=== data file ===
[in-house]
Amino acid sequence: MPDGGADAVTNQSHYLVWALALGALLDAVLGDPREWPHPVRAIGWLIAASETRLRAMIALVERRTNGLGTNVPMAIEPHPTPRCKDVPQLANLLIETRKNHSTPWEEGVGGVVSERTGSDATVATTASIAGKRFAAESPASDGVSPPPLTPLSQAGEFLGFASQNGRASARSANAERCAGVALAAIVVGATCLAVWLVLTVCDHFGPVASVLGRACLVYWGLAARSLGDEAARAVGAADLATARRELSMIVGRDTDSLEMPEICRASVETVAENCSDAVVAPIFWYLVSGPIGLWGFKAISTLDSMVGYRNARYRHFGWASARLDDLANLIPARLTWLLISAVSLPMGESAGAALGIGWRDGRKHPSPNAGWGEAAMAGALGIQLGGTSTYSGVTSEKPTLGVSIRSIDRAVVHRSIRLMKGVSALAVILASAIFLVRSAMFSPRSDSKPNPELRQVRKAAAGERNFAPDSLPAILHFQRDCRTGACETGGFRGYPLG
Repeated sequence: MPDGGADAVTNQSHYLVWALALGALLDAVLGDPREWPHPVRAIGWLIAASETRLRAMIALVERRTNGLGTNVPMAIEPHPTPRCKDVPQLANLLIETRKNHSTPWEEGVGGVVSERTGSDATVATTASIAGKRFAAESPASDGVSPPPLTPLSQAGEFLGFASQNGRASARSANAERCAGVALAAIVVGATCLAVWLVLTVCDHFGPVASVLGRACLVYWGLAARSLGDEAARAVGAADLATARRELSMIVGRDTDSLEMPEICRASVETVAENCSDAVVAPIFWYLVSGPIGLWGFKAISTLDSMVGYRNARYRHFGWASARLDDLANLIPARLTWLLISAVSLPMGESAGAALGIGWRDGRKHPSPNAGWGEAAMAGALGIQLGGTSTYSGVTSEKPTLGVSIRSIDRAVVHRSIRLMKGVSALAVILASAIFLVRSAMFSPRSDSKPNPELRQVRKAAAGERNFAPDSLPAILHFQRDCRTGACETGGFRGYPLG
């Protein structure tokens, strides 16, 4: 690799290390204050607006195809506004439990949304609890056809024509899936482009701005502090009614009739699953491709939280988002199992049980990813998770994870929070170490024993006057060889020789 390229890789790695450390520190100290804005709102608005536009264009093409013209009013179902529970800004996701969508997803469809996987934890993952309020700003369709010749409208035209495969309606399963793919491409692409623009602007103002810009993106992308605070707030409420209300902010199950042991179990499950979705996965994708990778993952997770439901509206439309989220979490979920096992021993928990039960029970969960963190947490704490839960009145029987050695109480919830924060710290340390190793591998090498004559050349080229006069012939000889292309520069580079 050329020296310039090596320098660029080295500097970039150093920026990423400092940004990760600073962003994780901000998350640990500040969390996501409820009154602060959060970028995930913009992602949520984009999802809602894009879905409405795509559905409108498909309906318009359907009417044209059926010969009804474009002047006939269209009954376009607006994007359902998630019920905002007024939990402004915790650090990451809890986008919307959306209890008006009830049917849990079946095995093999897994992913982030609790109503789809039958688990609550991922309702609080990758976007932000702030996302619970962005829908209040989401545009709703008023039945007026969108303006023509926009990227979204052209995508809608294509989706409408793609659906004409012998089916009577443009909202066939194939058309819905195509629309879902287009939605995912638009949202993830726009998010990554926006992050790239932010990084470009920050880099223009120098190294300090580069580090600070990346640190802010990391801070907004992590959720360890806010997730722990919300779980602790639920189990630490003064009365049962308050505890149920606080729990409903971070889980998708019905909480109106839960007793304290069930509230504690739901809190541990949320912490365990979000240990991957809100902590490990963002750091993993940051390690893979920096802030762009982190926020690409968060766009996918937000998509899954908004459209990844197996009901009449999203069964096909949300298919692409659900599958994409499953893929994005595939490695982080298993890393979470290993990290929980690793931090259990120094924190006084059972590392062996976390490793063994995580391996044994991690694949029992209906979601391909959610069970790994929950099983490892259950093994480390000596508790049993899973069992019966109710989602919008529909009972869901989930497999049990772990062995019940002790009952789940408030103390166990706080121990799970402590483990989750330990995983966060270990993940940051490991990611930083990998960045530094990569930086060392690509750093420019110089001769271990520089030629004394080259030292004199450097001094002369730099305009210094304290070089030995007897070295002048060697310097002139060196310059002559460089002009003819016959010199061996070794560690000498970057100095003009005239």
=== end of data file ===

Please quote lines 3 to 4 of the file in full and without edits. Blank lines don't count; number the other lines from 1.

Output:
Repeated sequence: MPDGGADAVTNQSHYLVWALALGALLDAVLGDPREWPHPVRAIGWLIAASETRLRAMIALVERRTNGLGTNVPMAIEPHPTPRCKDVPQLANLLIETRKNHSTPWEEGVGGVVSERTGSDATVATTASIAGKRFAAESPASDGVSPPPLTPLSQAGEFLGFASQNGRASARSANAERCAGVALAAIVVGATCLAVWLVLTVCDHFGPVASVLGRACLVYWGLAARSLGDEAARAVGAADLATARRELSMIVGRDTDSLEMPEICRASVETVAENCSDAVVAPIFWYLVSGPIGLWGFKAISTLDSMVGYRNARYRHFGWASARLDDLANLIPARLTWLLISAVSLPMGESAGAALGIGWRDGRKHPSPNAGWGEAAMAGALGIQLGGTSTYSGVTSEKPTLGVSIRSIDRAVVHRSIRLMKGVSALAVILASAIFLVRSAMFSPRSDSKPNPELRQVRKAAAGERNFAPDSLPAILHFQRDCRTGACETGGFRGYPLG
């Protein structure tokens, strides 16, 4: 690799290390204050607006195809506004439990949304609890056809024509899936482009701005502090009614009739699953491709939280988002199992049980990813998770994870929070170490024993006057060889020789 390229890789790695450390520190100290804005709102608005536009264009093409013209009013179902529970800004996701969508997803469809996987934890993952309020700003369709010749409208035209495969309606399963793919491409692409623009602007103002810009993106992308605070707030409420209300902010199950042991179990499950979705996965994708990778993952997770439901509206439309989220979490979920096992021993928990039960029970969960963190947490704490839960009145029987050695109480919830924060710290340390190793591998090498004559050349080229006069012939000889292309520069580079 050329020296310039090596320098660029080295500097970039150093920026990423400092940004990760600073962003994780901000998350640990500040969390996501409820009154602060959060970028995930913009992602949520984009999802809602894009879905409405795509559905409108498909309906318009359907009417044209059926010969009804474009002047006939269209009954376009607006994007359902998630019920905002007024939990402004915790650090990451809890986008919307959306209890008006009830049917849990079946095995093999897994992913982030609790109503789809039958688990609550991922309702609080990758976007932000702030996302619970962005829908209040989401545009709703008023039945007026969108303006023509926009990227979204052209995508809608294509989706409408793609659906004409012998089916009577443009909202066939194939058309819905195509629309879902287009939605995912638009949202993830726009998010990554926006992050790239932010990084470009920050880099223009120098190294300090580069580090600070990346640190802010990391801070907004992590959720360890806010997730722990919300779980602790639920189990630490003064009365049962308050505890149920606080729990409903971070889980998708019905909480109106839960007793304290069930509230504690739901809190541990949320912490365990979000240990991957809100902590490990963002750091993993940051390690893979920096802030762009982190926020690409968060766009996918937000998509899954908004459209990844197996009901009449999203069964096909949300298919692409659900599958994409499953893929994005595939490695982080298993890393979470290993990290929980690793931090259990120094924190006084059972590392062996976390490793063994995580391996044994991690694949029992209906979601391909959610069970790994929950099983490892259950093994480390000596508790049993899973069992019966109710989602919008529909009972869901989930497999049990772990062995019940002790009952789940408030103390166990706080121990799970402590483990989750330990995983966060270990993940940051490991990611930083990998960045530094990569930086060392690509750093420019110089001769271990520089030629004394080259030292004199450097001094002369730099305009210094304290070089030995007897070295002048060697310097002139060196310059002559460089002009003819016959010199061996070794560690000498970057100095003009005239």